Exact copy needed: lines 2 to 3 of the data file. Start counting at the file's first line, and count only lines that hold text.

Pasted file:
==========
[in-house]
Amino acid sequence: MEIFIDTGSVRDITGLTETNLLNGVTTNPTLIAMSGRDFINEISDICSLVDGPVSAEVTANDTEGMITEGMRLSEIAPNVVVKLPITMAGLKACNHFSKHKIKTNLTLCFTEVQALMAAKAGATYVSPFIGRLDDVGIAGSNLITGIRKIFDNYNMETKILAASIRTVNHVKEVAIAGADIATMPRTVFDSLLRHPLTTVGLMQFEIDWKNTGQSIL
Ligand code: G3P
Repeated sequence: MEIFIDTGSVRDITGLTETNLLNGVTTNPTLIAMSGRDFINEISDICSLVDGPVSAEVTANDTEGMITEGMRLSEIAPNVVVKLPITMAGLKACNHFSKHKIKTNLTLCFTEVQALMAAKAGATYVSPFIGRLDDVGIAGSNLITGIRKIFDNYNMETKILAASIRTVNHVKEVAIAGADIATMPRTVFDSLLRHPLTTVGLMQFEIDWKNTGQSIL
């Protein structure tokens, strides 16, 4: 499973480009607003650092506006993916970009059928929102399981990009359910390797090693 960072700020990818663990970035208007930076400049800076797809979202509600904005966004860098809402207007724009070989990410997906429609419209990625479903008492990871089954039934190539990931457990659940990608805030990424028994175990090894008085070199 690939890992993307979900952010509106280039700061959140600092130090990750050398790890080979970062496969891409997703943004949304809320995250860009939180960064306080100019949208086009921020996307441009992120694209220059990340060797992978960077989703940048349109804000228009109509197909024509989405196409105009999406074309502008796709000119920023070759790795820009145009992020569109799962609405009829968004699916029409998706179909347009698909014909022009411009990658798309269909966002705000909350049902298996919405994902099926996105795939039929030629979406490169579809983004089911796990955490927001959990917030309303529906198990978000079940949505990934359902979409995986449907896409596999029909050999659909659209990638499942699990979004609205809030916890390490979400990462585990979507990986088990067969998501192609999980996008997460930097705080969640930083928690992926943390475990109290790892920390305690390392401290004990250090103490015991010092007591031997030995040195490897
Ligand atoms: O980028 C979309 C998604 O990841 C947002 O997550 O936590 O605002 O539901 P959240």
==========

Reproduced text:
Amino acid sequence: MEIFIDTGSVRDITGLTETNLLNGVTTNPTLIAMSGRDFINEISDICSLVDGPVSAEVTANDTEGMITEGMRLSEIAPNVVVKLPITMAGLKACNHFSKHKIKTNLTLCFTEVQALMAAKAGATYVSPFIGRLDDVGIAGSNLITGIRKIFDNYNMETKILAASIRTVNHVKEVAIAGADIATMPRTVFDSLLRHPLTTVGLMQFEIDWKNTGQSIL
Ligand code: G3P